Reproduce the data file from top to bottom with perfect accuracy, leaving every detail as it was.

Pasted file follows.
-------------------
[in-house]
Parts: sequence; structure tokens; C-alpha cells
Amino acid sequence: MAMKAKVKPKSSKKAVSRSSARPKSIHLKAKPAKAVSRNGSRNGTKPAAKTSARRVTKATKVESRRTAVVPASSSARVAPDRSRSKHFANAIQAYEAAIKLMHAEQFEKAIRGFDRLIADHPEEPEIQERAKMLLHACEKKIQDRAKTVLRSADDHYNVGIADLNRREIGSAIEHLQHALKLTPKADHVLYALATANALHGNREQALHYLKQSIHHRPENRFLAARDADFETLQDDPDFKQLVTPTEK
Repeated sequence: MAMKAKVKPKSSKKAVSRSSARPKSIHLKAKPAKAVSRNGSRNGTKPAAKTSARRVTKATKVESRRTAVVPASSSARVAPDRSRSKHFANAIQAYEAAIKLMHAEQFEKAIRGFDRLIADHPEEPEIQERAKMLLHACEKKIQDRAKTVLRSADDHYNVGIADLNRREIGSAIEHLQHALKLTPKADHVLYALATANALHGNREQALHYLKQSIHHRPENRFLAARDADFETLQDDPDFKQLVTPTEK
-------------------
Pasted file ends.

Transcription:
[in-house]
Parts: sequence; structure tokens; C-alpha cells
Amino acid sequence: MAMKAKVKPKSSKKAVSRSSARPKSIHLKAKPAKAVSRNGSRNGTKPAAKTSARRVTKATKVESRRTAVVPASSSARVAPDRSRSKHFANAIQAYEAAIKLMHAEQFEKAIRGFDRLIADHPEEPEIQERAKMLLHACEKKIQDRAKTVLRSADDHYNVGIADLNRREIGSAIEHLQHALKLTPKADHVLYALATANALHGNREQALHYLKQSIHHRPENRFLAARDADFETLQDDPDFKQLVTPTEK
Repeated sequence: MAMKAKVKPKSSKKAVSRSSARPKSIHLKAKPAKAVSRNGSRNGTKPAAKTSARRVTKATKVESRRTAVVPASSSARVAPDRSRSKHFANAIQAYEAAIKLMHAEQFEKAIRGFDRLIADHPEEPEIQERAKMLLHACEKKIQDRAKTVLRSADDHYNVGIADLNRREIGSAIEHLQHALKLTPKADHVLYALATANALHGNREQALHYLKQSIHHRPENRFLAARDADFETLQDDPDFKQLVTPTEK